Today is a very important day in our energy sector calendar, with the expected announcement of the successful projects selected through ScotWind – the programme which will grant lease areas of the seabed around Scotland for wind farm development.

It’s a big deal in our wider energy supply sense too, as this round will add up to 10 gigawatts (GW) of offshore generation capacity to the existing 4GW in operation or construction. For perspective, 10GW from wind generation is equivalent to around four or five times the output of the recently closed Hunterston B nuclear power station, which in the course of its exceptional 45-year operation produced enough electricity to power every home in Scotland for 31 years.

There is a wider importance to these plans too for the security of supply of Scotland and the UK’s electricity supply and, most critically, energy pricing.

Those successful ScotWind projects will form part of the ongoing pursuit of an aspirational nirvana for energy delivery across Scotland and the UK, aiming for a zero-carbon future powered by renewable electricity, backed by nuclear generation, battery storage and interconnection to provide grid stability, plus hydrogen with its part to play as a transportable energy storage medium. The final mix may be a little hazy, but the direction is crystal clear: our homes, transport systems and our businesses will mainly be powered by zero-carbon power generation, and that raises three key questions.

The first is around the timeline and choices of transition. The zero-carbon future we want to secure is at least 20 or more years away and, in the meantime, we have this little issue of enjoying perhaps the highest energy prices in Europe, with no credible outlook that predicts that our current record baseload generation prices are going to return to anything like the levels of just a year ago, and that we would welcome with open arms.

Exposed as we are to global oil and gas prices, and at the end of the pipelines that run east to west through Europe originating from volatile and frankly unstable producers, how can UK plc mitigate both supply and price volatility risks? The solutions lie ultimately around strengthening supply chains, storage capabilities, LNG (liquefied natural gas) infrastructure, and supply optionality, and quickly leads to the contentious question as to whether recovery of UK offshore oil and gas resources is a “climate crime”, or a pragmatic and economic means of meeting the inevitable transitional demand for fossil fuels that will be needed in part to build the infrastructure that delivers net zero. With no magic wands to hand, compromise and balance will be required, a mix of measures aimed at mitigating, stabilising, and spreading risk over time and over-sourcing of supplies.

Our second consideration is around making the right long-term decisions. Governments have often claimed they are technology neutral against the long-term aims to deliver affordable, reliable and zero carbon energy, and that they don’t pick winners. But the execution of policy, in planning and consents, in offshore lease rounds, in price-support mechanisms, in research and development support etc. belies that claim. Intentionally or not, governments are making these decisions and the evidence in terms of economic and environmental credentials does seem to support the advance towards a predominance of offshore wind, with onshore wind and solar, some capacity for reliable nuclear baseload and interconnections with our European neighbours to share the gain and spread the pain.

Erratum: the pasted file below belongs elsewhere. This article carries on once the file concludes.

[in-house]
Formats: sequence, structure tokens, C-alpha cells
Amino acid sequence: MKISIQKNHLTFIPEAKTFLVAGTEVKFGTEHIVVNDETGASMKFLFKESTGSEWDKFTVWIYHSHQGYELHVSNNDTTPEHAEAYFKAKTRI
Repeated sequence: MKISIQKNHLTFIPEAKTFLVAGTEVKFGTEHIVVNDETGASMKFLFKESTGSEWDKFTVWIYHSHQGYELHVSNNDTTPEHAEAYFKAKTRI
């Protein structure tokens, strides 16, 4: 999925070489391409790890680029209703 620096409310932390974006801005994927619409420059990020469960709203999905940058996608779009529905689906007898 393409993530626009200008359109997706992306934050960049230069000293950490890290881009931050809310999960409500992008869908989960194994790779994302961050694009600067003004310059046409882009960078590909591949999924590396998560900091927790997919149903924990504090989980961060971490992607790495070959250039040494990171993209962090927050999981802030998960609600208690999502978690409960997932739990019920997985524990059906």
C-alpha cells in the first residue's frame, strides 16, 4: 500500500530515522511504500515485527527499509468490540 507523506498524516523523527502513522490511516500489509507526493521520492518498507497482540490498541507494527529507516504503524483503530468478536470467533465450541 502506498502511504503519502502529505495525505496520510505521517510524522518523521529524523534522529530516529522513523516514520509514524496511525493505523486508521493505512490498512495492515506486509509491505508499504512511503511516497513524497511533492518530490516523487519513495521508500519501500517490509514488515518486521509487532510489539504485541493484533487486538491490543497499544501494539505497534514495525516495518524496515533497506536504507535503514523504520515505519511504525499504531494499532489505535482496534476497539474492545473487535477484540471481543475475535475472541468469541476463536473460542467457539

Diversity and optionality are always the friend of the long-term successful trader and generation mix is no different, and that leaves lots of room for the potential of alternatives like tidal generation, hydrogen including carbon capture schemes or modular nuclear to be explored and piloted.

The third consideration is the opportunity to Scotland and the UK from the hundreds of billions of pounds that will be spent in the conversion of our energy production, distributions systems plus infrastructure transport and decarbonised heating.

How do we secure as much of the value chain for Scottish and UK producers, when the cost of manufacture is so intrinsically linked to energy costs? We all want more of the wind turbine tower manufacturing to be here, but when UK Steel points out that UK steel producers are paying 61 per cent more than German firms and 51% more than the French, can we really expect commercial decisions to turn a blind eye to significantly less expensive production elsewhere. Most infrastructure manufacture is unfortunately energy-intensive, and when that energy is significantly more expensive so too is the manufactured product.

Is it fair to say that with ScotWind’s announced projects, and the opening up of offshore floating wind plus the mix of the other zero- carbon energy solutions discussed above, the future is bright? The issue is that it is the bit between now and then which is the concern. If that is the case, it underlines that we cannot afford to leave energy pricing solely to a “laissez faire” market forces approach, because the opportunities of this transformative stage in the next 20 to 30 years are too valuable to let slip overseas.

Paul Sheerin is chief executive of Scottish Engineering